At age 56 my mom loves Cadillacs. She’s on her 4th one now, a 2010 CTS sedan (Premium package, 3.6L, AWD) and I think it’s her favorite so far because of how nice it is to drive no matter what the road conditions are. I did lobby for the wagon but I can’t complain about the sedan.

    Of the past 3 (which were all ’92+ Sevilles) her favorite was the purple ’93 STS that was the main family car when I was in high school; the ’98 STS was too troublesome in its later years to be very enjoyable, and the ’92 Seville was totaled only a few years after we got it.

  • avatar

    Nice idea for a post, thanks.

    My mother’s usually been drawn to sporty-ish rides, and that hasn’t changed much over the years…she absolutely always refused to drive a station wagon, or a mini-van, couldn’t stand ’em.

    Some of her faves were her ’66 hunter green Mustang coupe while in college, a ’70 triple-black Grand Prix after that (which I can remember as a toddler, what a sweet ride) a plum/maroon ’78 280Z 2+2 (kids be damned, we got shoved in the back mini-buckets, but didn’t complain much, the car was too cool) and her ’95 green/tan leather Prelude SE (back when Honda still had its mojo).

    She’s got a silver ’00 SLK230 right now that she loves, one of her favorites ever…she’d love a newer one, but with the economy in the tank, that’s not gonna happen right now, though she’s thinking about a newer, lower mile (but still 1st gen SLK) as a replacement.

  • avatar
    Steven Lang

    My mom WOULD like a car with a chauffeur in it. At 75 and driving through the GWB and Long Island Expressway every weekend, it’s not getting any easier for her.

    I think she would like to have her 2003 Camry with leather seats. Even in my younger days I remember her needing a car with very user friendly handling. Everything she drove ended up with scrapes and multiple dents. An Audi 5000, Acura Legend, Acura Vigor, and the Camry have pretty much been her rides since 1984 or so. Come to think of it the Legend was a 1987 model so she may go through all of 3 cars in perhaps 30 years. The Camry still has low miles.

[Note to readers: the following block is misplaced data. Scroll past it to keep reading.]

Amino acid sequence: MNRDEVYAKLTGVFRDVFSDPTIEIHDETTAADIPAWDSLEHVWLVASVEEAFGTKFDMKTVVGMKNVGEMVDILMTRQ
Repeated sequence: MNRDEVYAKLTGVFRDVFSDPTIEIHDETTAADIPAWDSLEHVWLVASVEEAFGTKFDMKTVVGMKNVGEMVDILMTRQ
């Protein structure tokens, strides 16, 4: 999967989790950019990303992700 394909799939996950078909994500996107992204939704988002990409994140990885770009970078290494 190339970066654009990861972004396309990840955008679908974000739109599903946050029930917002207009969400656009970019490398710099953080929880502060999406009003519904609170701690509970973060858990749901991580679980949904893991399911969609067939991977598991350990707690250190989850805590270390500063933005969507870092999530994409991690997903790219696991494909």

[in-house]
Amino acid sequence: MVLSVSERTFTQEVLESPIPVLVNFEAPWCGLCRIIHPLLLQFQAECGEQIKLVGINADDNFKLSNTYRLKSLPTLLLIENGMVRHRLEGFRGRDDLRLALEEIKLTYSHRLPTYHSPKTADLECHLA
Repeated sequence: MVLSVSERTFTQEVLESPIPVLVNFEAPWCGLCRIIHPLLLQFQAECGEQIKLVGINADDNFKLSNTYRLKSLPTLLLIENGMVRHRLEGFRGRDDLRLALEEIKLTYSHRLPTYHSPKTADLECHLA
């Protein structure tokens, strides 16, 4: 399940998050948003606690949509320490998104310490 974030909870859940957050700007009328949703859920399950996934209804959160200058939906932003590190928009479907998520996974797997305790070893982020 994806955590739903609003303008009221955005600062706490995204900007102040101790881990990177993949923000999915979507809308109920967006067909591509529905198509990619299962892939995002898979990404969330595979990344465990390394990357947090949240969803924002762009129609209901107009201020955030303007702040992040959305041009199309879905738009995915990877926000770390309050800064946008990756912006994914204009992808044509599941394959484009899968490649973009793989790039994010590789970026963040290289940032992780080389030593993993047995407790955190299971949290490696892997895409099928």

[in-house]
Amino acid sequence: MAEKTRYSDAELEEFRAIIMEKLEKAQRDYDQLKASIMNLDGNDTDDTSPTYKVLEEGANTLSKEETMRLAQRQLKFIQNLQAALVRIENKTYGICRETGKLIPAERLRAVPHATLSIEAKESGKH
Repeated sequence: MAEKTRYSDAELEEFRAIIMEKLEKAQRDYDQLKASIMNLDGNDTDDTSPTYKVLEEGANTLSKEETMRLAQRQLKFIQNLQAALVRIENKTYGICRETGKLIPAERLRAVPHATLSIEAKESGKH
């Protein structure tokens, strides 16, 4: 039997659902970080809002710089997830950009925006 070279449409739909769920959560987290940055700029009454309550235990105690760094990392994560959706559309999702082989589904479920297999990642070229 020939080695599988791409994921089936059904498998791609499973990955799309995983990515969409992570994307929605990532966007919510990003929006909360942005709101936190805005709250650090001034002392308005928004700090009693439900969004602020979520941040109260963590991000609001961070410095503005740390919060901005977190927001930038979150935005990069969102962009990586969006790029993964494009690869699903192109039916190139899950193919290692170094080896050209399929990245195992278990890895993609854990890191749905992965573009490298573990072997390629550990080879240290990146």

• avatar

    1978 Camaro z/28.

  • avatar

    Mom’s 2006 Stratus has around 85k on it, she won’t be in the market for anything until my 13 year-old Niece takes the Dodge in a little while. She’ll buy the 200 or Avenger with the 3.6– she complains about a 4-cylinder not having enough power, but she rides this Stratus like a flippin’ rocket. SRSLY she only lets it shift when it gets to 5k RPMs.

    I’m steering her toward the Compass– it has the look of a Grand Cherokee with less mass for her waning skills. It is never prudent to mention, but that woman scares the heck out of me whipping a ‘sporty’ car around.

  • avatar

    Volkswagen Type 2

  • avatar

    My 65 Y/O Mom drives a ’06 Civic EX Sedan. She absolutely refuses to drive an auto, so it took a bit of searching (and waiting) to get her a manual trans car in the color she wanted. Not sure what she’ll do if she ever has to replace it, as Honda has given up on anyone who wants a M/T on an upper trim level car (except the Si which isn’t her cup of tea)

  • avatar

    My late mother’s taste was top of the line Chevrolet station wagons, wood trim and all. Period. Towards the end of her life, she (with a lot of dad’s influence) switch to Buick. A LeSabre diesel (which ran wonderfully for the two years they had it), then a Century Estate Wagon – the whole zoot: burgundy velour interior, fake wire wheels covers, and the inevitable wood grain.

    I inherited it, much to my disgust. Even more disgusting, it turned out to the one of the best running, most reliable, most comfortable cars I ever owned. Sometimes being cheap has its drawbacks.

  • avatar